Forensics, God alone has the right to take life. What He gives, He can take. And, since He is perfectly righteous, everything He does can only be righteous. The Ten Commandments that He gave Moses were an expression of that righteousness in terms of how man should live. Because of all of the forgoing, His ordering Abraham to take Isaac's life was not unrighteous.
Dave-o, you are correct. (Except when you labeled your first verse as Romans 13:13. It is of course Romans 13:1.)
Kris, let us never forget that God gives man what he wants, not necessarily what He wants. God did not want Israel to have Saul, but He gave him to them. If man persists in walking away from God, then God will give him over to what he wants. We get the leaders we deserve. And, because they are allowed by Him to lead and because of the necessity of we as Christians maintaining a good testimony in the eyes of society, we owe these leaders the DUTY of obeying them in everything. Everything, that is, EXCEPT where their commands are in direct opposition to God's commands.
Perhaps the issue can best be summed up by what the great Bible expositor Albert Barnes wrote in his commentary on Romans 13:1 almost 200 years ago. It is worth the couple of minutes to read:
"1 Let every soul be subject unto the higher powers. For there is no power but of God: the powers that be are ordained of God.
Let every soul - Every person. In the seven first verses of this chapter, the apostle discusses the subject of the duty which Christians owe to civil government; a subject which is extremely important, and at the same time exceedingly difficult. There is no doubt that he had express reference to the special situation of the Christians at Rome; but the subject was of so much importance that he gives it a "general" bearing, and states the great principles on which all Christians are to act. The circumstances which made this discussion proper and important were the following:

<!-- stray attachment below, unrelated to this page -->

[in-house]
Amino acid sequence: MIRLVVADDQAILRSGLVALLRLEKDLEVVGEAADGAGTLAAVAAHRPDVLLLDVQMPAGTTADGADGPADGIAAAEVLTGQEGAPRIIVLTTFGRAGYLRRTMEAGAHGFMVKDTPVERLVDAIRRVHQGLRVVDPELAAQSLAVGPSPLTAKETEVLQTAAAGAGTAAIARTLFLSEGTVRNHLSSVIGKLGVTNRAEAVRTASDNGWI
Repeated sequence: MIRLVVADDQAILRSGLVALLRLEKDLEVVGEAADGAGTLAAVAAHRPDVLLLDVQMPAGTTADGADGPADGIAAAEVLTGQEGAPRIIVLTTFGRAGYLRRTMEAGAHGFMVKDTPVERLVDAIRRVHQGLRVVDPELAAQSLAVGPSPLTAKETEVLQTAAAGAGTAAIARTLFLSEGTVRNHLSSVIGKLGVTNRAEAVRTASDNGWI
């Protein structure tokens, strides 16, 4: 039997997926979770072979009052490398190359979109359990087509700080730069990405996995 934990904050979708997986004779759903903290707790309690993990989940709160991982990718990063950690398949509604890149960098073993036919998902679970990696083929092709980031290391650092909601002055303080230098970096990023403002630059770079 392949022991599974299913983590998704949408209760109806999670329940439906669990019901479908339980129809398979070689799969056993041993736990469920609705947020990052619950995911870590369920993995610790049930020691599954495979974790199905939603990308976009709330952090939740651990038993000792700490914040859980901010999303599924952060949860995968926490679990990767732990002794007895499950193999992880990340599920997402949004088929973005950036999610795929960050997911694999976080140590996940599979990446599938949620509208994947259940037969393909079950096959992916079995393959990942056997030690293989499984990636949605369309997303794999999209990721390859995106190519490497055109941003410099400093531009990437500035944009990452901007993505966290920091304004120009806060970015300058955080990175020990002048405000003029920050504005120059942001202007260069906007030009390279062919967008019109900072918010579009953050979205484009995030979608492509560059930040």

(1) The Christian religion was designed to extend throughout the world. Yet it contemplated the rearing of a kingdom amid other kingdoms, an empire amid other empires. Christians professed supreme allegiance to the Lord Jesus Christ; he was their Lawgiver, their Sovereign, their Judge. It became, therefore, a question of great importance and difficulty, "what kind" of allegiance they were to render to earthly magistrates.
(2) the kingdoms of the world were then "pagan" kingdoms. The laws were made by pagans, and were adapted to the prevalence of paganism. Those kingdoms had been generally founded in conquest, and blood, and oppression. Many of the monarchs were blood-stained warriors; were unprincipled men; and were polluted in their private, and oppressive in their public character. Whether Christians were to acknowledge the laws of such kingdoms and of such men, was a serious question, and one which could not but occur very early. It would occur also very soon, in circumstances that would be very affecting and trying. Soon the hands of these magistrates were to be raised against Christians in the fiery scenes of persecution; and the duty and extent of submission to them became a matter of very serious inquiry.
(3) many of the early Christians were composed of Jewish converts. Yet the Jews had long been under Roman oppression, and had borne the foreign yoke with great uneasiness. The whole pagan magistracy they regarded as founded in a system of idolatry; as opposed to God and his kingdom; and as abomination in his sight. With these feelings they had become Christians; and it was natural that their former sentiments should exert an influence on them after their conversion. How far they should submit, if at all, to heathen magistrates, was a question of deep interest; and there was danger that the "Jewish" converts might prove to be disorderly and rebellious citizens of the empire.
(4) nor was the case much different with the "Gentile" converts. They would naturally look with abhorrence on the system of idolatry which they had just forsaken. They would regard all as opposed to God. They would denounce the "religion" of the pagans as abomination; and as that religion was interwoven with the civil institutions, there was danger also that they might denounce the government altogether, and be regarded as opposed to the laws of the land,
(5) there "were" cases where it was right to "resist" the laws. This the Christian religion clearly taught; and in cases like these, it was indispensable for Christians to take a stand. When the laws interfered with the rights of conscience; when they commanded the worship of idols, or any moral wrong, then it was their duty to refuse submission. Yet in what cases this was to be done, where the line was to be drawn, was a question of deep importance, and one which was not easily settled. It is quite probable, however, that the main danger was, that the early Christians would err in "refusing" submission, even when it was proper, rather than in undue conformity to idolatrous rites and ceremonies.